In other cases, the at fault driver may not have even known that they were involved in an accident at all. They may have not noticed, or felt any impact resulting from the collision. This can happen when a large vehicle makes the slightest contact with a cyclist or a pedestrian. The impact to the large vehicle is hardly noticeable on account of the size of the vehicle. On the other hand, the impact to the pedestrian or cyclist can be catastrophic

It’s an offense under section 200 of Ontario’s Highway Traffic Act to flee the scene of a car accident. The wording of the Highway Traffic Act also contains a special provision as it relates to the offense of “dooring“. This is when someone opens their car door, and that door hits a passing cyclist.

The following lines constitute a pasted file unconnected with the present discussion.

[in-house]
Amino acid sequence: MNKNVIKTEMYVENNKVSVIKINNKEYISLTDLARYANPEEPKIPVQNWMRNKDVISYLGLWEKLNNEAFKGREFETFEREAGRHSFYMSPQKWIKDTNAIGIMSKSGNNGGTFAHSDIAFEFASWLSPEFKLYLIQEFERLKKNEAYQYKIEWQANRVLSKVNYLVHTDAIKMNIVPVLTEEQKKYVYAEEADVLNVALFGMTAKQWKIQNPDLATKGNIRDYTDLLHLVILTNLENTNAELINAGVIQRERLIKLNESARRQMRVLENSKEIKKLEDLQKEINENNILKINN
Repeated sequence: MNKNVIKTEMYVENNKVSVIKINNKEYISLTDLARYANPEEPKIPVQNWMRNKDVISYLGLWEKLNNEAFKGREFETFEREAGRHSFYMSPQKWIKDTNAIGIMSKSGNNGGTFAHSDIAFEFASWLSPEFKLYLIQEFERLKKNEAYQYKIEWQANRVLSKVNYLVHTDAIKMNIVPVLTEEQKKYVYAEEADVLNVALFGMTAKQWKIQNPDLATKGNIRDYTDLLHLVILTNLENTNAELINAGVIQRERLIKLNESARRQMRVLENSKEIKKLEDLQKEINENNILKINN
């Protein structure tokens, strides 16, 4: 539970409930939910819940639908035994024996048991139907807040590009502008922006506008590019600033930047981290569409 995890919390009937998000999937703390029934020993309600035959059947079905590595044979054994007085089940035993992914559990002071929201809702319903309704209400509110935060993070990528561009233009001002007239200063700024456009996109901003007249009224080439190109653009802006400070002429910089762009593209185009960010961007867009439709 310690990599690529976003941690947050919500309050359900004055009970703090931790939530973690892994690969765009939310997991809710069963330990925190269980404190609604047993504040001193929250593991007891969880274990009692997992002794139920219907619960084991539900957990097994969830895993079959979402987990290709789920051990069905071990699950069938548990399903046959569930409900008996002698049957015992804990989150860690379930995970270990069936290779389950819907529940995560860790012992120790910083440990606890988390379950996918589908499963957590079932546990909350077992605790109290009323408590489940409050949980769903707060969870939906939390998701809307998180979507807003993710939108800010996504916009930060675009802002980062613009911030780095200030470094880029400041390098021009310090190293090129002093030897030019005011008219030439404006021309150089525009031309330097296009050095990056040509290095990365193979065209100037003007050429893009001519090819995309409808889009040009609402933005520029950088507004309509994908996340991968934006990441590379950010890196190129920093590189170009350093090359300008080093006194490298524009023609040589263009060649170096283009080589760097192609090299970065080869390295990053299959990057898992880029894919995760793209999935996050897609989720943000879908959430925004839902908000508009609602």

Duty of person in charge of vehicle in case of accident

200 (1) Where an accident occurs on a highway, every person in charge of a vehicle or street car that is directly or indirectly involved in the accident shall,

(a) remain at or immediately return to the scene of the accident;

(b) render all possible assistance; and

(c) upon request, give in writing to anyone sustaining loss or injury or to any police officer or to any witness his or her name, address, driver’s licence number and jurisdiction of issuance, motor vehicle liability insurance policy insurer and policy number, name and address of the registered owner of the vehicle and the vehicle permit number.  R.S.O. 1990, c. H.8, s. 200 (1); 1997, c. 12, s. 16.

Interpretation, dooring